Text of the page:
PolyMet Mine: Climate Crisis Impacts
The PolyMet copper-nickel sulfide mine would destroy approximately 1,000 acres of wetlands and peatlands, and could destroy or degrade many thousands more as a result of drawdown of the water table and pollution caused by mining operations. According to a Minnesota Department of Natural Resource report, destruction of 1,000 acres of peatlands would increase Minnesota’s entire annual carbon footprint by 2%.
In PolyMet’s Final EIS mine plan, PolyMet admits that over 20 years it would produce 15.8 million tons of CO2 equivalent pollution – more than 10 million tons from burning fossil fuels. Comparing PolyMet’s annual impacts to a study done by the city of Duluth (including commercial, industrial, residential, transport, and waste), each year the PolyMet mine project would have about one-fourth the carbon footprint of the entire city of Duluth.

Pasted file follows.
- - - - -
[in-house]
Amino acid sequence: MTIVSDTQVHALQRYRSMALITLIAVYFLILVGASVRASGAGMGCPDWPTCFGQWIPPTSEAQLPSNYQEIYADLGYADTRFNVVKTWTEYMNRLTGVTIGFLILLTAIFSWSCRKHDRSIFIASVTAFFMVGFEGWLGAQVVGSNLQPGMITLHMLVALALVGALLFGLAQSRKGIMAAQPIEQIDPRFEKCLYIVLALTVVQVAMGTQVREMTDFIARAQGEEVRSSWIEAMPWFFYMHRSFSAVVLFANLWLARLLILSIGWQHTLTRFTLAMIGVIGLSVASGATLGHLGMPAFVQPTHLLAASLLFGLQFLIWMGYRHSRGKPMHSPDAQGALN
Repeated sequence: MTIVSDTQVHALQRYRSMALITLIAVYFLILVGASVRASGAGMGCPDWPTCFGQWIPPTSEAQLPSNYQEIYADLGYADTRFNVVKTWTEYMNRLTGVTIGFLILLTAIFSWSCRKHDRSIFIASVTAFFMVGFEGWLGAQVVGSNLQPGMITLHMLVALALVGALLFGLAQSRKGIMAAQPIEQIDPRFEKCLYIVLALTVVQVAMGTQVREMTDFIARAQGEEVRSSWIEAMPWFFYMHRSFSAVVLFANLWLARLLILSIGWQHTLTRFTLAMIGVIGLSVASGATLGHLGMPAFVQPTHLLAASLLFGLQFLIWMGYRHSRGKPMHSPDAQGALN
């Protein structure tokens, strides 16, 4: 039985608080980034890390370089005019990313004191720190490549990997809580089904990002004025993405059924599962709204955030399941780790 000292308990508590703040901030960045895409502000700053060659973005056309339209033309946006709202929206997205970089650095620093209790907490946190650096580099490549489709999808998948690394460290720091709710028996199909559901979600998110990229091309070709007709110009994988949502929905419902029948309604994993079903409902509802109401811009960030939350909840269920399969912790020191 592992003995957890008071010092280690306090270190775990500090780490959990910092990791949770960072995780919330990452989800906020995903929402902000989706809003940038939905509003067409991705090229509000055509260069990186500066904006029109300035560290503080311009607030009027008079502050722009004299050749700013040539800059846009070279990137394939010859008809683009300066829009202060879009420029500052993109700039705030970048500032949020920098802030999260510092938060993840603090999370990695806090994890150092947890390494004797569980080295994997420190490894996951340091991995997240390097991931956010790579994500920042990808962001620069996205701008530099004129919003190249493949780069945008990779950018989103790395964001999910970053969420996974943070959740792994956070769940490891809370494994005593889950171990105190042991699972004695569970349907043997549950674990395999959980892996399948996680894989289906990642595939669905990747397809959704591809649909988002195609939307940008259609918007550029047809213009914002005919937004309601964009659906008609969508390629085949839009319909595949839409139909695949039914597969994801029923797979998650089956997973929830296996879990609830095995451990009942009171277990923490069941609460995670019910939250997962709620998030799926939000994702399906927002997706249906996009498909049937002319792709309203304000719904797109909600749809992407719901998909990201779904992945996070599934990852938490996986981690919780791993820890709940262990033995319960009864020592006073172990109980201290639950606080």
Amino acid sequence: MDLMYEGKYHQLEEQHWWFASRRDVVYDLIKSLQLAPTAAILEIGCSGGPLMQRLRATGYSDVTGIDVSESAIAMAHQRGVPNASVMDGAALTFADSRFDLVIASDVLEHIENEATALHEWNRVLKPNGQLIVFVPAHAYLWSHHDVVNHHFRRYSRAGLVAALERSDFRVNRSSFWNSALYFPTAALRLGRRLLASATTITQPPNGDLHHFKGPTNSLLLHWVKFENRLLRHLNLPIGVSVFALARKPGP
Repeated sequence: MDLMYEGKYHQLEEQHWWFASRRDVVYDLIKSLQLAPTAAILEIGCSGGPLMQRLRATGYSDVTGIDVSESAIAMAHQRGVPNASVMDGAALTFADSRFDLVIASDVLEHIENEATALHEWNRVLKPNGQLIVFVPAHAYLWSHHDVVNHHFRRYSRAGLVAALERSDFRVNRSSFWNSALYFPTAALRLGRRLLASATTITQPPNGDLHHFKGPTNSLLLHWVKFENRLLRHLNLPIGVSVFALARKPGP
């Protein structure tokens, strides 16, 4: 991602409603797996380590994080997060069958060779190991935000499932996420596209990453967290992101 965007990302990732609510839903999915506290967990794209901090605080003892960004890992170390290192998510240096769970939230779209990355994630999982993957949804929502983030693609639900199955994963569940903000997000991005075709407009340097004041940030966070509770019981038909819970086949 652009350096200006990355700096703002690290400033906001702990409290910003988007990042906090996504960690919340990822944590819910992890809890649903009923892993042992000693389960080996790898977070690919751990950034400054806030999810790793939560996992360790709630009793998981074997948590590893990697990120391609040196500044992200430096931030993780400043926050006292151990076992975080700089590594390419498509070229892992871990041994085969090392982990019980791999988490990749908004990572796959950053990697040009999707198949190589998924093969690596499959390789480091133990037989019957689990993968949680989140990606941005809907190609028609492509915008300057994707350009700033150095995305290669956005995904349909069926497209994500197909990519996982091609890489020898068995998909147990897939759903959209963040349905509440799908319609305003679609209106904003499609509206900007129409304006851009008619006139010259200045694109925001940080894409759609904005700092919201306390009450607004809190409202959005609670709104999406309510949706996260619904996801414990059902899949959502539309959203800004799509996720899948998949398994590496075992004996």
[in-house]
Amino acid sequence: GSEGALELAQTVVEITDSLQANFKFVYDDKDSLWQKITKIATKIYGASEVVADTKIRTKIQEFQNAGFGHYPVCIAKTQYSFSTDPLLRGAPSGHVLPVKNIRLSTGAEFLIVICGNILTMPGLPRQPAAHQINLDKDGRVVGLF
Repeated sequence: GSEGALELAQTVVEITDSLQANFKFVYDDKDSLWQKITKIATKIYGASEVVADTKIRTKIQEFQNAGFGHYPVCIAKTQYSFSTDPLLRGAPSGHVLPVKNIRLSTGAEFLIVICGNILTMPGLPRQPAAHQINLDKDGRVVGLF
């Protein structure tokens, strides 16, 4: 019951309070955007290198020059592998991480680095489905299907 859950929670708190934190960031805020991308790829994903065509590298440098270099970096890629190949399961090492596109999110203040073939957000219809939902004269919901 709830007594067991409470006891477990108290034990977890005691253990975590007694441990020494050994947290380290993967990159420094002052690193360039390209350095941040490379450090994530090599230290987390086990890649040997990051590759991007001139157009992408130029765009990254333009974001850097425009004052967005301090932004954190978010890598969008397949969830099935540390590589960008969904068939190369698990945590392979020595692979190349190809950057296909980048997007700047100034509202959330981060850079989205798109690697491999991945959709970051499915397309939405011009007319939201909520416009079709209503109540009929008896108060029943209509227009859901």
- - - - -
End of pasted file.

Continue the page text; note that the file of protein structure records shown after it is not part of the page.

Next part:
The copper-nickel ore body that PolyMet would mine is a low-grade ore body with less than 1% metals. Over 99% of the 533 million tons of rock that PolyMet would blast and dig out of the ground over 20 years would end up as mine waste.
Minnesota Can Make Better Choices
Copper and nickel can be recycled over and over and still retain their value. Recycling copper rather than mining and processing copper would save 90% of the fossil-fuel energy used by a mine project like PolyMet. If all the costs of mining are considered, it is cheaper to recycle copper than to mine for more.
The U.S. Geological Survey has estimated that the recycling rate of copper is only about one-third of the available supply, so there is a potential for increased recycling. Metal recycling is also job-intensive. The most recent economic impact report from the scrap recycling industry found that metals recycling created more than 106,000 direct and induced jobs and an economic impact of $55.48 billion.
Prioritizing recycling of metals and requiring that electronics be recycled would support modern technology without the wasteful and destructive costs of copper-nickel mining.